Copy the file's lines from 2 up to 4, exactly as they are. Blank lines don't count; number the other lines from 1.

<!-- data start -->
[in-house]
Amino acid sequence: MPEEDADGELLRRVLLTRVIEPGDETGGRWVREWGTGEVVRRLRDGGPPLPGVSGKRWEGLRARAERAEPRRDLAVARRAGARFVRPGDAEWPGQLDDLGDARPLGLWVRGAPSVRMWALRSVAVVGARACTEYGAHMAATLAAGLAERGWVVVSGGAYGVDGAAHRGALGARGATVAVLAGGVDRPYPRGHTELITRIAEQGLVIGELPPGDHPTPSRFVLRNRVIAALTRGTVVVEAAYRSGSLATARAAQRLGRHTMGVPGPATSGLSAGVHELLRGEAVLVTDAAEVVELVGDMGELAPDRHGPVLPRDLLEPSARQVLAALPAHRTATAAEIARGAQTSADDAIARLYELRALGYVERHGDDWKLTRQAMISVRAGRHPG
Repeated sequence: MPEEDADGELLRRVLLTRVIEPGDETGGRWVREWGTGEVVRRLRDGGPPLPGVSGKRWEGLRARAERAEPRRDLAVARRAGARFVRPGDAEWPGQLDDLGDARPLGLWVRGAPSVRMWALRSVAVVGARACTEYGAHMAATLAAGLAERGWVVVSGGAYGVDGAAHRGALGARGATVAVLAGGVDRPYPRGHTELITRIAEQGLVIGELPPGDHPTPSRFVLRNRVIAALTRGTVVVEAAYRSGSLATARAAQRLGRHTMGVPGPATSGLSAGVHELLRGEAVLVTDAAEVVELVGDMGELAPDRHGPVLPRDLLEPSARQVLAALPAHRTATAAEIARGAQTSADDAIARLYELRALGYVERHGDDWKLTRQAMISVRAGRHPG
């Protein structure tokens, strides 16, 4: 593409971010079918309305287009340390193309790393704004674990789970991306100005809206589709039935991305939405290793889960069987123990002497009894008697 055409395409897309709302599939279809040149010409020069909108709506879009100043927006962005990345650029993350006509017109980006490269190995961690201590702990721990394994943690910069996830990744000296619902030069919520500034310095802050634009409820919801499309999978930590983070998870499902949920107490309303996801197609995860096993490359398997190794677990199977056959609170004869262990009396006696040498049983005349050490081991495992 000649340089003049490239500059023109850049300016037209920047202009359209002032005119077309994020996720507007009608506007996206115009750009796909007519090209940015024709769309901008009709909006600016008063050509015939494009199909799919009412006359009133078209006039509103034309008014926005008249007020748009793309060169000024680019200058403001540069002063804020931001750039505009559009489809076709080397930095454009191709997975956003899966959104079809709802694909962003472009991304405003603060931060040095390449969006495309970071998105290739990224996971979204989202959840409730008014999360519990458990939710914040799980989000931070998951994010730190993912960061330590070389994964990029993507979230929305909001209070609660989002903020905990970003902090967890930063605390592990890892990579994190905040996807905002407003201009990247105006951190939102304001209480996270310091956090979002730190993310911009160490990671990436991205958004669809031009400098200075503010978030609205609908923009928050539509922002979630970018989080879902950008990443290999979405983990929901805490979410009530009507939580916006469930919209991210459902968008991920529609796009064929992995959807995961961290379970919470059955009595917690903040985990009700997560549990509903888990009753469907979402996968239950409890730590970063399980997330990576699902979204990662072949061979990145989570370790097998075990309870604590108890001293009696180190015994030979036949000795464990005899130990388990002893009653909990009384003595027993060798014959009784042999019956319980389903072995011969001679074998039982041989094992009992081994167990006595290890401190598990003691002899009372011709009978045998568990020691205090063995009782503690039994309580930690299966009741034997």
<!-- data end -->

Amino acid sequence: MPEEDADGELLRRVLLTRVIEPGDETGGRWVREWGTGEVVRRLRDGGPPLPGVSGKRWEGLRARAERAEPRRDLAVARRAGARFVRPGDAEWPGQLDDLGDARPLGLWVRGAPSVRMWALRSVAVVGARACTEYGAHMAATLAAGLAERGWVVVSGGAYGVDGAAHRGALGARGATVAVLAGGVDRPYPRGHTELITRIAEQGLVIGELPPGDHPTPSRFVLRNRVIAALTRGTVVVEAAYRSGSLATARAAQRLGRHTMGVPGPATSGLSAGVHELLRGEAVLVTDAAEVVELVGDMGELAPDRHGPVLPRDLLEPSARQVLAALPAHRTATAAEIARGAQTSADDAIARLYELRALGYVERHGDDWKLTRQAMISVRAGRHPG
Repeated sequence: MPEEDADGELLRRVLLTRVIEPGDETGGRWVREWGTGEVVRRLRDGGPPLPGVSGKRWEGLRARAERAEPRRDLAVARRAGARFVRPGDAEWPGQLDDLGDARPLGLWVRGAPSVRMWALRSVAVVGARACTEYGAHMAATLAAGLAERGWVVVSGGAYGVDGAAHRGALGARGATVAVLAGGVDRPYPRGHTELITRIAEQGLVIGELPPGDHPTPSRFVLRNRVIAALTRGTVVVEAAYRSGSLATARAAQRLGRHTMGVPGPATSGLSAGVHELLRGEAVLVTDAAEVVELVGDMGELAPDRHGPVLPRDLLEPSARQVLAALPAHRTATAAEIARGAQTSADDAIARLYELRALGYVERHGDDWKLTRQAMISVRAGRHPG
């Protein structure tokens, strides 16, 4: 593409971010079918309305287009340390193309790393704004674990789970991306100005809206589709039935991305939405290793889960069987123990002497009894008697 055409395409897309709302599939279809040149010409020069909108709506879009100043927006962005990345650029993350006509017109980006490269190995961690201590702990721990394994943690910069996830990744000296619902030069919520500034310095802050634009409820919801499309999978930590983070998870499902949920107490309303996801197609995860096993490359398997190794677990199977056959609170004869262990009396006696040498049983005349050490081991495992 000649340089003049490239500059023109850049300016037209920047202009359209002032005119077309994020996720507007009608506007996206115009750009796909007519090209940015024709769309901008009709909006600016008063050509015939494009199909799919009412006359009133078209006039509103034309008014926005008249007020748009793309060169000024680019200058403001540069002063804020931001750039505009559009489809076709080397930095454009191709997975956003899966959104079809709802694909962003472009991304405003603060931060040095390449969006495309970071998105290739990224996971979204989202959840409730008014999360519990458990939710914040799980989000931070998951994010730190993912960061330590070389994964990029993507979230929305909001209070609660989002903020905990970003902090967890930063605390592990890892990579994190905040996807905002407003201009990247105006951190939102304001209480996270310091956090979002730190993310911009160490990671990436991205958004669809031009400098200075503010978030609205609908923009928050539509922002979630970018989080879902950008990443290999979405983990929901805490979410009530009507939580916006469930919209991210459902968008991920529609796009064929992995959807995961961290379970919470059955009595917690903040985990009700997560549990509903888990009753469907979402996968239950409890730590970063399980997330990576699902979204990662072949061979990145989570370790097998075990309870604590108890001293009696180190015994030979036949000795464990005899130990388990002893009653909990009384003595027993060798014959009784042999019956319980389903072995011969001679074998039982041989094992009992081994167990006595290890401190598990003691002899009372011709009978045998568990020691205090063995009782503690039994309580930690299966009741034997």